Sitting on Grandpa's Front Porch
The Front Porch
As I have grown older I often find myself remembering those simpler days of my youth and like a modern day DVD those memories that were etched in my mind now over 50 years ago are sometimes inserted into my human memory player. Many of those memories revolve around the summers that i spent at my grandparents farm. It was a small house, rustic with a tin roof yet had a dignity all its own.My grandparents were country folk who had weathered hard times raising 14 children and had farmed and lived modestly. Like many of the farmhouses in our county, my grandparents old house had both a front porch and a back porch.
The front porch faced the barn and other out buildings. Grandpa's smoke house was the closest building to the house although I never knew of a time meat was actually smoked in the building which had become a precursor to modern storage sheds. Inside the building were old steel traps, cow bells, canning jars, baskets and small tools including the garden hoes that had all but been worn out chopping weeds on the rocky farm land. When sitting on the porch looking west Mount Pisgah was visible and below was Cathead and the Mud Creek Basin.
My grandparents farm was small and the fields had long ago been cleared for growing crops such as pole beans, corn, potatoes and cabbage. The fields were terraced and had wind breaks. The nearest neighbors were a good distance away. In those days the mountain road was yet unpaved and the gravel bed lent itself to dust during dry seasons. Road traffic was almost nonexistent and limited to the few who commuted daily to the cotton mill in Tuxedo where some worked. During the fall and throughout the school year a big yellow bus would pick up all the kids on the mountain. Riding that bus was a thrill in and of itself!
The mail man came six days a week and was always at about the same time. The mail box was at the cross roads and from the back porch we could see his vehicle stop to put mail into the metal box. Sometimes I would put a bridle on my Uncle Johns mare and ride up to get the mail especially if the two gals who were seasonal residents were on the mountain. Like any country boy, I thought the gals might be impressed with my ride! Babe a converted riding horse was slick and shiny and and strawberry roan in color was impressive.
As a boy who loved to read, I always looked forward to the latest edition of the Western North Carolina Tribune that came in the mail. Sometimes during the summer a neighbor might stop by to visit.Many times they would never get past the front door if grandpa was sitting on the front porch chewing his tobacco but pull up a chair to sit and talk. As a boy I enjoyed just sitting on the banister or a step and listening to the grown-up talk. Most of the conversations revolved around how high fertilize had risen and how crops were doing, if the corn had been laid by and how the ground hogs were eating up the bean crop and those damnable crows stealing the corn seed or pulling up tender plants. One neighbor who stopped by fairly often live about 3 miles on around the mountain. He had an old green Chevy panel truck with Jesus Saves painted over the windshield. He also was a farmer and grew pole beans which he took to the farmers market as did my grandpa and uncles and corn.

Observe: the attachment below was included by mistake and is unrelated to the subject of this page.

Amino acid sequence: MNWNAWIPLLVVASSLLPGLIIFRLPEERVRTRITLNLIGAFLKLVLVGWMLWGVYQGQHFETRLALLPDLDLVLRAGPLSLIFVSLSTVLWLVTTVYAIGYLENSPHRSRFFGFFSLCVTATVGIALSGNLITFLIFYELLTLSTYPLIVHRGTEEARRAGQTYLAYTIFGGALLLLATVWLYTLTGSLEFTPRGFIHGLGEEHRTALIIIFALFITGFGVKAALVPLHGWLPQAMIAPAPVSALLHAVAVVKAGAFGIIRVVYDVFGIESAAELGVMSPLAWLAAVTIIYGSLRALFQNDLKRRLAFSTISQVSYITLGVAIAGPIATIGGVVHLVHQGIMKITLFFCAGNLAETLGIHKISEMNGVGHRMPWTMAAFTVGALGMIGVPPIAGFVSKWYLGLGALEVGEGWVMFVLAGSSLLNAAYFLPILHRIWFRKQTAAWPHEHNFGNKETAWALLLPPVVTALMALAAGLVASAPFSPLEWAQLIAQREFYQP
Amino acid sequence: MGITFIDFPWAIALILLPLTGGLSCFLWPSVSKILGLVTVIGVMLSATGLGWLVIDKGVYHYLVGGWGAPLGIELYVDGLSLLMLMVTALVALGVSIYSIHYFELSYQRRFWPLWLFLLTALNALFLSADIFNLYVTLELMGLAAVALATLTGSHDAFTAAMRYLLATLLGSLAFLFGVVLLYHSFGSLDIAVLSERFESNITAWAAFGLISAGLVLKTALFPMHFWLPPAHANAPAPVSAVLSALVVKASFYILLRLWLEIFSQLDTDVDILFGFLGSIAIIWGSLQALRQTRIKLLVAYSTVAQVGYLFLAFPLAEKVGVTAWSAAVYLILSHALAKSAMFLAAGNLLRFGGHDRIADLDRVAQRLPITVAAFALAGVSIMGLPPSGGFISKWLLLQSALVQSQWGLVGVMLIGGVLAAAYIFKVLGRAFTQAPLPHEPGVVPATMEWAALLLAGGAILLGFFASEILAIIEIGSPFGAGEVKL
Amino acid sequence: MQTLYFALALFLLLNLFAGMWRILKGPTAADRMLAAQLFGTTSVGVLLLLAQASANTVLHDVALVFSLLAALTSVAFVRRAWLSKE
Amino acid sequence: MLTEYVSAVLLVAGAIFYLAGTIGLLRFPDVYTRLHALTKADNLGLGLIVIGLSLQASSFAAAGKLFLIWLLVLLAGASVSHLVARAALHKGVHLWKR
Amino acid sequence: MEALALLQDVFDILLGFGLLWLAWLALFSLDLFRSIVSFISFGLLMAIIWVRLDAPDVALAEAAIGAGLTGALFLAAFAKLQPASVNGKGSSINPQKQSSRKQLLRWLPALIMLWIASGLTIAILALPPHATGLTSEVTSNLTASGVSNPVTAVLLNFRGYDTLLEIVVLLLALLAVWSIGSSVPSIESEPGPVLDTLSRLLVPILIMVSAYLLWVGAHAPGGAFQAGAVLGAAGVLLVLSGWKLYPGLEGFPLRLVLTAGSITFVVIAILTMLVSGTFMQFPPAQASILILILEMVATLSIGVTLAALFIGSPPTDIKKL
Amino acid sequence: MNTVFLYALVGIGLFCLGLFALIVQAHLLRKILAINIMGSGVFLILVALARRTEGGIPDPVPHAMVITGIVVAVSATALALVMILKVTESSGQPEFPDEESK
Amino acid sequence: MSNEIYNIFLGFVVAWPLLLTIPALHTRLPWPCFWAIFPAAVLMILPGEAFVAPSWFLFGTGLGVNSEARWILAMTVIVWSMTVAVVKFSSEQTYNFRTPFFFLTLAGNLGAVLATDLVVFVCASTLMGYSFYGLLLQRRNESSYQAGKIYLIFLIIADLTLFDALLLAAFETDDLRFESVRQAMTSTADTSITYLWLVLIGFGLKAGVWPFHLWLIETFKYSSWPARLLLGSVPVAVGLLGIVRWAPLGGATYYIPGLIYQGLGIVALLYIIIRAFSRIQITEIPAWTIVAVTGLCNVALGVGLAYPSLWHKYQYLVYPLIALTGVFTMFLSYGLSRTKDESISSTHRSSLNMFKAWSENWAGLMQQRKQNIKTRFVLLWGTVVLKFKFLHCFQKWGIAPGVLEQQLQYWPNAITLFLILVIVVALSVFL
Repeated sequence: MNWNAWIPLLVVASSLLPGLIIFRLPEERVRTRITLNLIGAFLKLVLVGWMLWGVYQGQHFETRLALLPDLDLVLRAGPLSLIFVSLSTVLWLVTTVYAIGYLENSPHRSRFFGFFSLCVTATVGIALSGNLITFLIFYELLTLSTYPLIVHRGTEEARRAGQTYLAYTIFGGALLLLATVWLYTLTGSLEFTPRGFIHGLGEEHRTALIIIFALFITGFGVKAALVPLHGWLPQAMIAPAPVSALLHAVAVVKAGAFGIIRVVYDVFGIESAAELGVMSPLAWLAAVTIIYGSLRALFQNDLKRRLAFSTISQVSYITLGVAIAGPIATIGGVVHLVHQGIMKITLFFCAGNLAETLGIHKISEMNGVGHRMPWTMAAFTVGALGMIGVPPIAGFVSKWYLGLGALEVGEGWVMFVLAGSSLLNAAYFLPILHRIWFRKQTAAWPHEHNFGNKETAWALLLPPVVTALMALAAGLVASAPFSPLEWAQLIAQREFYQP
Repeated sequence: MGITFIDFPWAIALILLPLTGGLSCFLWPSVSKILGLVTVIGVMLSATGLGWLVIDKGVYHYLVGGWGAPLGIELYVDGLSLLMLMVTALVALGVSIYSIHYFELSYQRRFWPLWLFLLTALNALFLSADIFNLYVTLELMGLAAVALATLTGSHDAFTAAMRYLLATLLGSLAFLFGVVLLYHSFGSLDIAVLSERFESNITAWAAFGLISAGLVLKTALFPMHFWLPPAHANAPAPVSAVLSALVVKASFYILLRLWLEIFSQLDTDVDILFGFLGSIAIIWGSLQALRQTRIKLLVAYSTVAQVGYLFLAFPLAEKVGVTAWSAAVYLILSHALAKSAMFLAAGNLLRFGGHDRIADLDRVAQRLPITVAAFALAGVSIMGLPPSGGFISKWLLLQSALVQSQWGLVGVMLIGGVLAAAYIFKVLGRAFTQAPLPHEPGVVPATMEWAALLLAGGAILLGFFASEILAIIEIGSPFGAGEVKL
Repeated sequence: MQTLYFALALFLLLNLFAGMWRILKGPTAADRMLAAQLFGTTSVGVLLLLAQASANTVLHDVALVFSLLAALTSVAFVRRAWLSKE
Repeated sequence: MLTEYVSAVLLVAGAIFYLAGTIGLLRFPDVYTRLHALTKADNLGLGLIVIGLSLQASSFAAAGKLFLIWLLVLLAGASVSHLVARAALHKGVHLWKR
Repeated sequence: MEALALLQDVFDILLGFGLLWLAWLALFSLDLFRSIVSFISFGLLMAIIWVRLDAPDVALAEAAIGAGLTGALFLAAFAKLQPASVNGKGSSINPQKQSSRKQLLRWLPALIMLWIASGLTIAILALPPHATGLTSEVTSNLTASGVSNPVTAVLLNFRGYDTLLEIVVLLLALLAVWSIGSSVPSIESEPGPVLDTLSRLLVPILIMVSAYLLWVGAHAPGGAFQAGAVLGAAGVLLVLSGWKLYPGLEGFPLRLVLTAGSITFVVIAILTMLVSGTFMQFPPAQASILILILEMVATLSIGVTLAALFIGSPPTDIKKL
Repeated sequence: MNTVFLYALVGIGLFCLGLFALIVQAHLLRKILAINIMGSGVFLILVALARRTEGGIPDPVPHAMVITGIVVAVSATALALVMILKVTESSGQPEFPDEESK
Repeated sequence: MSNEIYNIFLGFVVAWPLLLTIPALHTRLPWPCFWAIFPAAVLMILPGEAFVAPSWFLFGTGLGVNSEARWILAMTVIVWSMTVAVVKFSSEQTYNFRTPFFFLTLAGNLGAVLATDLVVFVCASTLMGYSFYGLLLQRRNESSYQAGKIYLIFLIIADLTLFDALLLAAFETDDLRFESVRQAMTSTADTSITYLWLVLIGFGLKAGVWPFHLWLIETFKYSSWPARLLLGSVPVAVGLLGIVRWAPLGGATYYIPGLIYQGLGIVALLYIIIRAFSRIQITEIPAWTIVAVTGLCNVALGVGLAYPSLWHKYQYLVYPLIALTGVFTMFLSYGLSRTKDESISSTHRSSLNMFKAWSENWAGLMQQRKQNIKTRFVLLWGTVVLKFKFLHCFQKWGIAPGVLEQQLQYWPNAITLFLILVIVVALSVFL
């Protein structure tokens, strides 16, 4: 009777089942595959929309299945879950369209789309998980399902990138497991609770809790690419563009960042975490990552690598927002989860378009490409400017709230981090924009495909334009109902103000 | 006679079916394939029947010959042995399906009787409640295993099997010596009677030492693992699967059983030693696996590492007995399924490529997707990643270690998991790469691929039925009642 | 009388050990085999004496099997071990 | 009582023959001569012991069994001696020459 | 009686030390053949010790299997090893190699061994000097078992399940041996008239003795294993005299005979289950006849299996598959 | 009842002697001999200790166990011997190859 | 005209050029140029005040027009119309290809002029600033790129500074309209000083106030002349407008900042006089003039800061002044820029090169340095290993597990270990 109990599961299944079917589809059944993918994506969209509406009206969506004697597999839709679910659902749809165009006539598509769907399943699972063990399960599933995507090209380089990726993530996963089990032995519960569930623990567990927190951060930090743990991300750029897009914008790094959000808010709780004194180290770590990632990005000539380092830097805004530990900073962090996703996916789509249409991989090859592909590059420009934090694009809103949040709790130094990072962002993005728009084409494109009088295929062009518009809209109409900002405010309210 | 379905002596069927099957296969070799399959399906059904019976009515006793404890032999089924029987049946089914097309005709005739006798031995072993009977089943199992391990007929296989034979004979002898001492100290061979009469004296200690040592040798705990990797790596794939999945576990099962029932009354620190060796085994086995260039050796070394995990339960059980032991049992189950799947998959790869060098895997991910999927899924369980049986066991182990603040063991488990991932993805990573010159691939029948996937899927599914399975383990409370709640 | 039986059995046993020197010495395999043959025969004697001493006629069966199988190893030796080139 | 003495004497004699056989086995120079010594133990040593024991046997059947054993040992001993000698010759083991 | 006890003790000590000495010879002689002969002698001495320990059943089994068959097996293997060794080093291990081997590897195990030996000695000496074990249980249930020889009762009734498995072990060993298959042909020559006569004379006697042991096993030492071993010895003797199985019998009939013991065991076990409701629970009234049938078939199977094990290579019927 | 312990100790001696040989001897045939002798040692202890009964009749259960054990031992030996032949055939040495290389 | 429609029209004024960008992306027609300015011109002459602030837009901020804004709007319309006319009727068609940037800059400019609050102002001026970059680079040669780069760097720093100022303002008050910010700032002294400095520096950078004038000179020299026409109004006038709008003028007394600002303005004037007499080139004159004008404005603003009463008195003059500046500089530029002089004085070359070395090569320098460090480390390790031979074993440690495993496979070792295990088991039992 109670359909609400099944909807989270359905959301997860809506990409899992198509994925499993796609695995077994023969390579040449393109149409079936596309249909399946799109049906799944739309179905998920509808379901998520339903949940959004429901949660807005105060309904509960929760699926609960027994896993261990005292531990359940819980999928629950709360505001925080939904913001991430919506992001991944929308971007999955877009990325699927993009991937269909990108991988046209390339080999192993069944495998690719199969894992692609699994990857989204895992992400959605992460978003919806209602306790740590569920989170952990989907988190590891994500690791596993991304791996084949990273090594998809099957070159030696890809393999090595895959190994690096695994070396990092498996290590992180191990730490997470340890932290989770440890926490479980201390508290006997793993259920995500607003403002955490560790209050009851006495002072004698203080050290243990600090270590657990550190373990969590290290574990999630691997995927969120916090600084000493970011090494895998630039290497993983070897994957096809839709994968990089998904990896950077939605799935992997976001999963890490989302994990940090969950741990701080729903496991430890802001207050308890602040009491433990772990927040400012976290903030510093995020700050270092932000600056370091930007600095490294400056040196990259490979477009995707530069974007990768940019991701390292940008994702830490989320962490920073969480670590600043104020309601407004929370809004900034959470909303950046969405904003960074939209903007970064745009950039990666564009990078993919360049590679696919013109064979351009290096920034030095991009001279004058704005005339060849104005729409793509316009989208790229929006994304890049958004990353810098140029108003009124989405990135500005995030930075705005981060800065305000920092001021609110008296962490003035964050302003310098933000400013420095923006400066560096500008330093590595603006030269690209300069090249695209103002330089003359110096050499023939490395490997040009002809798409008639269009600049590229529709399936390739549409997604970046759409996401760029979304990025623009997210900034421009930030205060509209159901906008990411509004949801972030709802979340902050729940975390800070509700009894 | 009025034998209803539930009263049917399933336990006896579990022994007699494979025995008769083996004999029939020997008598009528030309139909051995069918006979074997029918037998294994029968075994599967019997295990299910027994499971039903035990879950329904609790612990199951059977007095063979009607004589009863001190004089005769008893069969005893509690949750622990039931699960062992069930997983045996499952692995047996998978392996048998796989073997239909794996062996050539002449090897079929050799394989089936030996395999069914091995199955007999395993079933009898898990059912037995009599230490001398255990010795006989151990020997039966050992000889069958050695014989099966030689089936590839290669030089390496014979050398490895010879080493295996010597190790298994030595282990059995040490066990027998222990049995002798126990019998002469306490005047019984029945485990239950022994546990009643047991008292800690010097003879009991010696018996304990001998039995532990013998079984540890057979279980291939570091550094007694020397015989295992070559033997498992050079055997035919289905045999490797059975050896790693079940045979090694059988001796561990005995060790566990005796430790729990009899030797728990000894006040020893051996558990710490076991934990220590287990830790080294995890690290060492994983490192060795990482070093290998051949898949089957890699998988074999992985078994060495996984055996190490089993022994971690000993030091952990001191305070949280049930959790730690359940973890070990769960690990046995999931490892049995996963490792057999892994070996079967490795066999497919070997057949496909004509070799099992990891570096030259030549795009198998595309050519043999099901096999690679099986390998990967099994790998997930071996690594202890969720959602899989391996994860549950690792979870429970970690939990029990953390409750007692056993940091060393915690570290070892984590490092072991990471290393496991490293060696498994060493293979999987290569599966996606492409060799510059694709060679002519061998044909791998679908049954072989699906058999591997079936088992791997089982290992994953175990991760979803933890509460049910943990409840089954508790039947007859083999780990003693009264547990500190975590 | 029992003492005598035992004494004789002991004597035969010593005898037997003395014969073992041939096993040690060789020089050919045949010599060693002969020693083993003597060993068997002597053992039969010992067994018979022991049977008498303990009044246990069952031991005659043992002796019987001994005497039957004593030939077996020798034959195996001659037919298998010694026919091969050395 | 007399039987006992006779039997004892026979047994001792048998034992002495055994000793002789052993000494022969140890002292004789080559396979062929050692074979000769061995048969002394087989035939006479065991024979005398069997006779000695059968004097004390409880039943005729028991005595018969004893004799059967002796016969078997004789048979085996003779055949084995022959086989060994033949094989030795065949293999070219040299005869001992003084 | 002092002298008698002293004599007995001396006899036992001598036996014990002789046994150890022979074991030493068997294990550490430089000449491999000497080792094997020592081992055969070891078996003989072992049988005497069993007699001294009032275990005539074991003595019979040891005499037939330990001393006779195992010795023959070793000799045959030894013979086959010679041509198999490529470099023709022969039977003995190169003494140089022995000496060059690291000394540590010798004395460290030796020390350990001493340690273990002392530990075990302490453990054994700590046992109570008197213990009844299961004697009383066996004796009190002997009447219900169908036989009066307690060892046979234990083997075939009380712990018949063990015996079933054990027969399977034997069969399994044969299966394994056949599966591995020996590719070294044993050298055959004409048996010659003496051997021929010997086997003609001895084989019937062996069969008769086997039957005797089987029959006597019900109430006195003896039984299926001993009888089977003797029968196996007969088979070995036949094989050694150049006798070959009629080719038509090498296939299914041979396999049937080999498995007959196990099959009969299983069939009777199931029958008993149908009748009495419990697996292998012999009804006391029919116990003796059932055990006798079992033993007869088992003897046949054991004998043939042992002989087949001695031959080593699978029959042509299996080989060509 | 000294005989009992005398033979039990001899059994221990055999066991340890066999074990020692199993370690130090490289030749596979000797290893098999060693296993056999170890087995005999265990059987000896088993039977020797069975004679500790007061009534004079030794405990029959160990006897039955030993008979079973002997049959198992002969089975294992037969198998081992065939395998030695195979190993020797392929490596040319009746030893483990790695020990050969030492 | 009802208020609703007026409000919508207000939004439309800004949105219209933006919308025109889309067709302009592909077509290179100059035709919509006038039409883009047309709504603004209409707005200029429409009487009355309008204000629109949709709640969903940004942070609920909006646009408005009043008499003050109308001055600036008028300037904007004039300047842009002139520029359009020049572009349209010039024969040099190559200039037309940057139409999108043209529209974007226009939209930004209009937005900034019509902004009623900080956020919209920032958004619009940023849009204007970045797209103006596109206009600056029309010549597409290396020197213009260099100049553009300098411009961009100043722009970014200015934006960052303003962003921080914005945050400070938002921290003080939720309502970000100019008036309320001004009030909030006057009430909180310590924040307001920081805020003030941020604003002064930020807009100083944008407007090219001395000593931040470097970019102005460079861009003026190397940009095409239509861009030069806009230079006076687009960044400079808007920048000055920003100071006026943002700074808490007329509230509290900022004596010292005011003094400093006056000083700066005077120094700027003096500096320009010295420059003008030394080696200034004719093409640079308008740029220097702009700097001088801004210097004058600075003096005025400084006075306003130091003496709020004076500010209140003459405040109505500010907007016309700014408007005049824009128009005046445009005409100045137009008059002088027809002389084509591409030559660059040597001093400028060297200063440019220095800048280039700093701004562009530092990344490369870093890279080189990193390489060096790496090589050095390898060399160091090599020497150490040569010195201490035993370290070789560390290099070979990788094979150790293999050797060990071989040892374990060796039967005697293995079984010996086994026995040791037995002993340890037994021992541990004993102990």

Mr. Gilbert was a big man and wore overalls and a baseball cap. I remember one day when he stopped by to sit on that old porch. In those days almost everyone who smoked rolled their own cigarettes. Those tailor made ones cost more. I watched as Mr. Gilbert pulled his tobacco pouch from his overall bib and a package of papers. It was fascinating to watch his big calloused hands and nimble fingers as he rolled a perfect cigarette licking the paper before inserting into his mouth. On this afternoon he had taken a twist of homegrown tobacco and used his pocketknife to add to the smoking tobacco in his pouch. He took a kitchen match from his pocket and lit his smoke tilting his head back as if satisfied in his accomplished feat blowing a stream of blue smoke into the air.
Mr. Gilbert and grandpa had a great visit that day. They talked about rattlesnake hunting, politics and told stories. I took in every word and wondered just why anyone would even want to go snake hunting. Those visits seemed to end all too soon but work on a farm is never done and chores lay ahead as one farmer said," farming is from sun to sun."
The sands of time caught up with all those folks but somehow they survived living off the land and enjoyed simple pleasures. Along the way the time spent with neighbors were moments that really meant something. My years as a boy and those summers on grandpa's farm yielded priceless memories and a heritage of which I am proud.